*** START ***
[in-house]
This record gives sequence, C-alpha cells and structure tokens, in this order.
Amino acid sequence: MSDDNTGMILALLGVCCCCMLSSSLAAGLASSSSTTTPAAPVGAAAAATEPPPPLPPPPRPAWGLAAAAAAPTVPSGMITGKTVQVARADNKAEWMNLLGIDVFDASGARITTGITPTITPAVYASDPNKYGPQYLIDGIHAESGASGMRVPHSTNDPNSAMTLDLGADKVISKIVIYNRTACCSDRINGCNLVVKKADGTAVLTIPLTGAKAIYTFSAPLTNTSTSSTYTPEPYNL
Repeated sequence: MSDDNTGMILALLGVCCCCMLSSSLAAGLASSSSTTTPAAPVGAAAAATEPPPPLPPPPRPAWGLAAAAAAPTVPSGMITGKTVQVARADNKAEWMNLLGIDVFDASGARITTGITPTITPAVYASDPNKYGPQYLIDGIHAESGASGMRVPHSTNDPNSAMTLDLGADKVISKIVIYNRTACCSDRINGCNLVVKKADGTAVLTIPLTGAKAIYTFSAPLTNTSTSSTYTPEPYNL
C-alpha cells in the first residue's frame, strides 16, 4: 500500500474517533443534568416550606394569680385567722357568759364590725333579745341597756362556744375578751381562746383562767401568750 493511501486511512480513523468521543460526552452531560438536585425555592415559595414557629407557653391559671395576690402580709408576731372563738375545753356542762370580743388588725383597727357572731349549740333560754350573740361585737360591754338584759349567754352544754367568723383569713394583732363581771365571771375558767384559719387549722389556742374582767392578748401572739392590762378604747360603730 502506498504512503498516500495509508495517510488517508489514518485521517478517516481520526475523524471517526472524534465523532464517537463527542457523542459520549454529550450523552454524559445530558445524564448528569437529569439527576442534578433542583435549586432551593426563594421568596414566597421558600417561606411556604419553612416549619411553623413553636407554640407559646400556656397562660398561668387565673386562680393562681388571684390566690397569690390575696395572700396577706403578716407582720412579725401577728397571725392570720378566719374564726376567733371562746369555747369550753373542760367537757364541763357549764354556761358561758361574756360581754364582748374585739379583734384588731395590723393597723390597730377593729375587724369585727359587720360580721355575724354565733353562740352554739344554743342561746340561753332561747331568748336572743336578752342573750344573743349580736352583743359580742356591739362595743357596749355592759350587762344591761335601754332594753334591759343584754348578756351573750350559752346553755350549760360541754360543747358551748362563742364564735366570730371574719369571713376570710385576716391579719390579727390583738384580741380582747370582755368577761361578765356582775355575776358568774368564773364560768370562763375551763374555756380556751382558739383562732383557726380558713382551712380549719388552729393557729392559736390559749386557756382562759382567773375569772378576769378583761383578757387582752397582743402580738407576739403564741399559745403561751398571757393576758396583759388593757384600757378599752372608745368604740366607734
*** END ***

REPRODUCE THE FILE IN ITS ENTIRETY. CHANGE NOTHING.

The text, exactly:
[in-house]
This record gives sequence, C-alpha cells and structure tokens, in this order.
Amino acid sequence: MSDDNTGMILALLGVCCCCMLSSSLAAGLASSSSTTTPAAPVGAAAAATEPPPPLPPPPRPAWGLAAAAAAPTVPSGMITGKTVQVARADNKAEWMNLLGIDVFDASGARITTGITPTITPAVYASDPNKYGPQYLIDGIHAESGASGMRVPHSTNDPNSAMTLDLGADKVISKIVIYNRTACCSDRINGCNLVVKKADGTAVLTIPLTGAKAIYTFSAPLTNTSTSSTYTPEPYNL
Repeated sequence: MSDDNTGMILALLGVCCCCMLSSSLAAGLASSSSTTTPAAPVGAAAAATEPPPPLPPPPRPAWGLAAAAAAPTVPSGMITGKTVQVARADNKAEWMNLLGIDVFDASGARITTGITPTITPAVYASDPNKYGPQYLIDGIHAESGASGMRVPHSTNDPNSAMTLDLGADKVISKIVIYNRTACCSDRINGCNLVVKKADGTAVLTIPLTGAKAIYTFSAPLTNTSTSSTYTPEPYNL
C-alpha cells in the first residue's frame, strides 16, 4: 500500500474517533443534568416550606394569680385567722357568759364590725333579745341597756362556744375578751381562746383562767401568750 493511501486511512480513523468521543460526552452531560438536585425555592415559595414557629407557653391559671395576690402580709408576731372563738375545753356542762370580743388588725383597727357572731349549740333560754350573740361585737360591754338584759349567754352544754367568723383569713394583732363581771365571771375558767384559719387549722389556742374582767392578748401572739392590762378604747360603730 502506498504512503498516500495509508495517510488517508489514518485521517478517516481520526475523524471517526472524534465523532464517537463527542457523542459520549454529550450523552454524559445530558445524564448528569437529569439527576442534578433542583435549586432551593426563594421568596414566597421558600417561606411556604419553612416549619411553623413553636407554640407559646400556656397562660398561668387565673386562680393562681388571684390566690397569690390575696395572700396577706403578716407582720412579725401577728397571725392570720378566719374564726376567733371562746369555747369550753373542760367537757364541763357549764354556761358561758361574756360581754364582748374585739379583734384588731395590723393597723390597730377593729375587724369585727359587720360580721355575724354565733353562740352554739344554743342561746340561753332561747331568748336572743336578752342573750344573743349580736352583743359580742356591739362595743357596749355592759350587762344591761335601754332594753334591759343584754348578756351573750350559752346553755350549760360541754360543747358551748362563742364564735366570730371574719369571713376570710385576716391579719390579727390583738384580741380582747370582755368577761361578765356582775355575776358568774368564773364560768370562763375551763374555756380556751382558739383562732383557726380558713382551712380549719388552729393557729392559736390559749386557756382562759382567773375569772378576769378583761383578757387582752397582743402580738407576739403564741399559745403561751398571757393576758396583759388593757384600757378599752372608745368604740366607734